Donovan's Original Marching Orders

Coordinator of Information (COI), 1942, establishment of,
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in the writing and re-writing of the Presidential order. We cannot go on to that work without first calling attention to the pious hope with which it ended: "The work of the Service should not require an unusually large staff. . ."
Actual drafting began with two drafts, testing whether the final order should be an Executive Order establishing the agency in the Executive Office of the President, or a Military Order designating Col. Donovan to perform certain functions. The former established a "Strategic Information Service" in the President's Office, based the order on the President's authority as derived from the Constitution and the statutes of the United States, and did not specifically mention Donovan. According to the Military Order, "Colonel William J. Donovan" was "hereby designated as Coordinator of Strategic Information," and this was done by virtue of FDR's position as President and Commander-in-Chief. Under both orders, Donovan had the same three functions: (1) to collect, review, and analyze information bearing on "national defense strategy"; (2) to interpret and correlate such "strategic" data and to make it available to the President and other agencies of the government; and (3) to carry out, when requested by the President, "such supplementary activities as may facilitate the securing of strategic information not now available to the Government." Incidentally, these "supplementary activities," about which there was no argument, referred to the open collection or purchase through agents of information to be used in conducting a psychological counteroffensive, and to subversion and sabotage to be carried out in wartime against the Axis military, political, and industrial machine; the term did not refer to a worldwide secret intelligence service, which, as a matter of fact, Donovan did not undertake to establish until so requested by the Army and Navy in September 1941. Finally, both orders provided that other agencies would make available the data required by the Coordinator, and that the Coordinator could appoint such advisory committees as he thought necessary.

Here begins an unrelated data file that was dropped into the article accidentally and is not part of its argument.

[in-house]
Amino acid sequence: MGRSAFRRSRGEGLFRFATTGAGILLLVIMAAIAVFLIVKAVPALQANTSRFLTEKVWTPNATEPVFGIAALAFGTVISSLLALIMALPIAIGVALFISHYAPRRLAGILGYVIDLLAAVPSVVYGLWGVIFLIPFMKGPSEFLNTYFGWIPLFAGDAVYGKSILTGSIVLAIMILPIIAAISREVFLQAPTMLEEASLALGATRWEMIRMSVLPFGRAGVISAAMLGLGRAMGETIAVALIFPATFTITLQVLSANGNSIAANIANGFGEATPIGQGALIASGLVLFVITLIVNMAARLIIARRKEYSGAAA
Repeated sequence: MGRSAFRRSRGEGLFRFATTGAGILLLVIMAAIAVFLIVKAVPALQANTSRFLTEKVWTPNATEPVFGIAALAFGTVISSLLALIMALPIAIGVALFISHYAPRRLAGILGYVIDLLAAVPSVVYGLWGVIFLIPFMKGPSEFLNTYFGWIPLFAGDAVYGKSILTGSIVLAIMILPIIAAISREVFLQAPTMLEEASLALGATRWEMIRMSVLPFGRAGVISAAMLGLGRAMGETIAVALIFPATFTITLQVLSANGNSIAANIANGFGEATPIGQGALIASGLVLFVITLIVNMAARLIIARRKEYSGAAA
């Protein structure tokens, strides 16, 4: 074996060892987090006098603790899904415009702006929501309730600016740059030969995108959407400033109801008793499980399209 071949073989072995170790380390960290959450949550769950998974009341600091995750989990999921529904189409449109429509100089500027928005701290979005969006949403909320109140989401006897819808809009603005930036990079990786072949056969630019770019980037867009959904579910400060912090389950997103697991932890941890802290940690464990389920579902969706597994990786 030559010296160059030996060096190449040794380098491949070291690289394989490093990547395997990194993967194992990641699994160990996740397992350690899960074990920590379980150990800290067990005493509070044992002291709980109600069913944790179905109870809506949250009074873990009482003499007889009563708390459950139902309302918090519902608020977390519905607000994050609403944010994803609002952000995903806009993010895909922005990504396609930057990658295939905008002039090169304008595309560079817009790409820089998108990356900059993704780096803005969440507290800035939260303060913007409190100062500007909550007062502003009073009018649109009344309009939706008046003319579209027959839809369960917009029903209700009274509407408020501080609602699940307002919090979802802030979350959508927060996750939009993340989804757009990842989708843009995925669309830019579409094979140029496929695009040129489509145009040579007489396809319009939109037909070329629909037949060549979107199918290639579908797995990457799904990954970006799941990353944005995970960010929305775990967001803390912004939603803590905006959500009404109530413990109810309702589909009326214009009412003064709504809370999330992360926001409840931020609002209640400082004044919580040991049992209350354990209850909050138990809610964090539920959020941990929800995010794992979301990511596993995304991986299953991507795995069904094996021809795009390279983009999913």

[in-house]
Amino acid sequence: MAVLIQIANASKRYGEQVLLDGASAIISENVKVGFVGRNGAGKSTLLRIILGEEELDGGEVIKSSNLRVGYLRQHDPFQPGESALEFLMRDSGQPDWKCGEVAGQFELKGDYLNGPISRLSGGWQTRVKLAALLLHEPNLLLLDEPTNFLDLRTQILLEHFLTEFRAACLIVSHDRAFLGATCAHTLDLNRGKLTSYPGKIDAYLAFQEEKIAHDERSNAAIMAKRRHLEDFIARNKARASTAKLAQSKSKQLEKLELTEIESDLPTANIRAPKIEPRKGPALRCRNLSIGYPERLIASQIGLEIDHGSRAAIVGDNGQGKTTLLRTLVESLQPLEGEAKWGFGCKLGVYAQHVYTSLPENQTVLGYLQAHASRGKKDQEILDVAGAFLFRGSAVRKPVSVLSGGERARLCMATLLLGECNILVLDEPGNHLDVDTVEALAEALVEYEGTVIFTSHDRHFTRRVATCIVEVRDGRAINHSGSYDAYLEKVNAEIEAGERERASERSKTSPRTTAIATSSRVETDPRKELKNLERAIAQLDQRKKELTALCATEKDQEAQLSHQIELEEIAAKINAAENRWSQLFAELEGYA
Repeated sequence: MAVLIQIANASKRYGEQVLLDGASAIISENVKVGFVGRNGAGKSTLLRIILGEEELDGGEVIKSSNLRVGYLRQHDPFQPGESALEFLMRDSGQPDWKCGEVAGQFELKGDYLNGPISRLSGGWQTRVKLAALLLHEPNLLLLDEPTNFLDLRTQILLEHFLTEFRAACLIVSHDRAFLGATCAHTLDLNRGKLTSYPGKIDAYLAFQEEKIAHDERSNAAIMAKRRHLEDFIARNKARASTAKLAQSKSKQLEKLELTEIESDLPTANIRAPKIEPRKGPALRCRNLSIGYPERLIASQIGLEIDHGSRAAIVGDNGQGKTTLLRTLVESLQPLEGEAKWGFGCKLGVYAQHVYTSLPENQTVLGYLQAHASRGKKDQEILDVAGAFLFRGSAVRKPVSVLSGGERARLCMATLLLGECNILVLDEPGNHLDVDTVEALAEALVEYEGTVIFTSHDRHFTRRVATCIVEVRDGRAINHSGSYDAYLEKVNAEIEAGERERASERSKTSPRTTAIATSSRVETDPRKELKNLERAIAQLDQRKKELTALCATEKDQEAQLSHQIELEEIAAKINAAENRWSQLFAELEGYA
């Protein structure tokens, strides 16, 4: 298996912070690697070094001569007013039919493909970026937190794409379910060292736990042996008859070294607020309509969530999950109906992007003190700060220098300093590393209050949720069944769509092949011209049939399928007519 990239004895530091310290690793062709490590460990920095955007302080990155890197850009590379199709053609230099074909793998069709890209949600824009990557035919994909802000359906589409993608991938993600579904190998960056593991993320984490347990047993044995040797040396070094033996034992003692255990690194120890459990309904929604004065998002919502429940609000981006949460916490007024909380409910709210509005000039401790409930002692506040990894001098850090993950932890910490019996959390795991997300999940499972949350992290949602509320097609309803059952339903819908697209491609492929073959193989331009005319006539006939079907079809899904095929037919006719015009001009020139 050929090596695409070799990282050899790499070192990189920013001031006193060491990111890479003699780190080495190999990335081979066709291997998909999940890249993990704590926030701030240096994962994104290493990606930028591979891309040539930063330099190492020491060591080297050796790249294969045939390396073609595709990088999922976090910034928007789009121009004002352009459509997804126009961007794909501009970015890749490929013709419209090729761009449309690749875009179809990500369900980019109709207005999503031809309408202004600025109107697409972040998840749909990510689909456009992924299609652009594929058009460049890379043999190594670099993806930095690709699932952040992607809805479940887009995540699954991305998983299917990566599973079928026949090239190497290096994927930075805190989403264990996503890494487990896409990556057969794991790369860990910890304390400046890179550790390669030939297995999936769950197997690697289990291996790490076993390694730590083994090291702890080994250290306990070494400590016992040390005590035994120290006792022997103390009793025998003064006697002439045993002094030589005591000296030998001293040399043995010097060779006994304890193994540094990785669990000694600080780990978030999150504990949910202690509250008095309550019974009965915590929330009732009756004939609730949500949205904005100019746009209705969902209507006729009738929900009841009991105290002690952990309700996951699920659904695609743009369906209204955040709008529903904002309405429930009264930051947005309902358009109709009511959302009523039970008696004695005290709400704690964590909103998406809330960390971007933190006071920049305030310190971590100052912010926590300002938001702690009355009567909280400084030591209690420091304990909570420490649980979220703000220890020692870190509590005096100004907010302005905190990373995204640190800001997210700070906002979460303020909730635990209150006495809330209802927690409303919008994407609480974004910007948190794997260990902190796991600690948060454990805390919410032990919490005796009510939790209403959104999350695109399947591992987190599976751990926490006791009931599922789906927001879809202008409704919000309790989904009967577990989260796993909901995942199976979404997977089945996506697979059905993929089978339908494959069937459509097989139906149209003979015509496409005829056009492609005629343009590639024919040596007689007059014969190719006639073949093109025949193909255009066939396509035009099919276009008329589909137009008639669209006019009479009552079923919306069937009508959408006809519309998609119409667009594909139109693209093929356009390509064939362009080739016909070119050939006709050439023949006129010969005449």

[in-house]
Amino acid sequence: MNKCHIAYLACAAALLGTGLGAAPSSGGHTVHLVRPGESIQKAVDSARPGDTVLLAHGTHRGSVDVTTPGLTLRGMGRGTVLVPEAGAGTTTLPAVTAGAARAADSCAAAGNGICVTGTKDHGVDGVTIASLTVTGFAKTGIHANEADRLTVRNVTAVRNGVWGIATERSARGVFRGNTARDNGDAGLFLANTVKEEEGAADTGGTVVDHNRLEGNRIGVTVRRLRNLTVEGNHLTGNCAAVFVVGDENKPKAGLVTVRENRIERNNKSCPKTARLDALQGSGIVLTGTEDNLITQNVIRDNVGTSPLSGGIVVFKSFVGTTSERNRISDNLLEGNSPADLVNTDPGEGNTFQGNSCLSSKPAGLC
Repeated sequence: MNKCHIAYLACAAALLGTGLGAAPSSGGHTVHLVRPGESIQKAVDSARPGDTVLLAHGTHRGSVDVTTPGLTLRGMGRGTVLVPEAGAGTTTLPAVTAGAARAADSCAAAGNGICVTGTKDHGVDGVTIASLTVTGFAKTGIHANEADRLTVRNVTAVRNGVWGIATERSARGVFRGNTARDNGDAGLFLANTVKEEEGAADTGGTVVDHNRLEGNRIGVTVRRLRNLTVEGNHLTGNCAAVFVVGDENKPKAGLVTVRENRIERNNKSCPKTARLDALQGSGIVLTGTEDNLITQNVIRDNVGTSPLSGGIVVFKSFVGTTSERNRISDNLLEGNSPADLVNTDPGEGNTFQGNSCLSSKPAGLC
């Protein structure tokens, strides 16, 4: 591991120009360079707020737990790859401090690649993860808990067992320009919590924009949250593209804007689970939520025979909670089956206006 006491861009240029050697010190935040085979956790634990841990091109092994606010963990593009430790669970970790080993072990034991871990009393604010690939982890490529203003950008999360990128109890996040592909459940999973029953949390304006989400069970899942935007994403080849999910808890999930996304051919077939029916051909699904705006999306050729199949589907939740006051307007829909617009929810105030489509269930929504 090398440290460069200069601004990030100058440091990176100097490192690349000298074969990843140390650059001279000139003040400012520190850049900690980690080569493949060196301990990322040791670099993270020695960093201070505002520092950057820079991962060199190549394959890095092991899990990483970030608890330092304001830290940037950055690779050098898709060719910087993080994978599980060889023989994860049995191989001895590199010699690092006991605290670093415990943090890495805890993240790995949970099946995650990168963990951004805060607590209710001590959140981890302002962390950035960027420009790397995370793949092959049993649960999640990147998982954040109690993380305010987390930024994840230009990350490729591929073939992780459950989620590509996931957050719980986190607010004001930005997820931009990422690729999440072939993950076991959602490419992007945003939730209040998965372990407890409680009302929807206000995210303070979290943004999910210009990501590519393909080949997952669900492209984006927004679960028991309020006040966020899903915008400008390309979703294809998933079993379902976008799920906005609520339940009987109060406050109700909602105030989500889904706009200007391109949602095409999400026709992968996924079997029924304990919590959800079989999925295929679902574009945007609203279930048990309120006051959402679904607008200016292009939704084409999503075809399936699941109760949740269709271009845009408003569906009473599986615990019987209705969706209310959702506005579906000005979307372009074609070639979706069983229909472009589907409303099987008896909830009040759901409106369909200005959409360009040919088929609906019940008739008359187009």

In following these preliminary drafts through to the final paper, it may help the reader to single out beforehand the recurring problems as well as the "nonproblems." In this last category, the provisions for ensuring access to data and the appointment of advisory committees caused no problems; this is also largely true of the three functions except as their description was tailored to ease a concern of the Army's. What did bother people were: the type of order, the name of the new service, the kind of reference to Donovan-his name, title, his status as civilian or military-and the relationship to the military services.
While it now is anybody's guess, it appears that Blandford and his associates made a choice as between the two orders and then submitted that choice, a Military Order, to Ben Cohen on the 23rd. (Fig. 2) On that day Blandford and Cohen revised the document, and on the 24th Blandford sent his co-worker several clean copies of the revision.17 The chief, and perhaps only substantive, revision may have appeared to them as half style and half the necessity of establishing the military character of Donovan's position. Instead of starting out with "Colonel William J. Donovan is hereby designated as Coordinator of Strategic Information," the revision began, after the preamble, with "There is hereby established the position of Coordinator.. .," and was then ended with this brand new line: "William J. Donovan, United States Army, is hereby designated as Coordinator of Strategic Information." The military, however, were soon to
17 Memorandum from Blandford to Cohen, 24 June 1941, ibid.

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Posted: May 08, 2007 08:38 AM
Last Updated: Aug 05, 2011 02:33 PM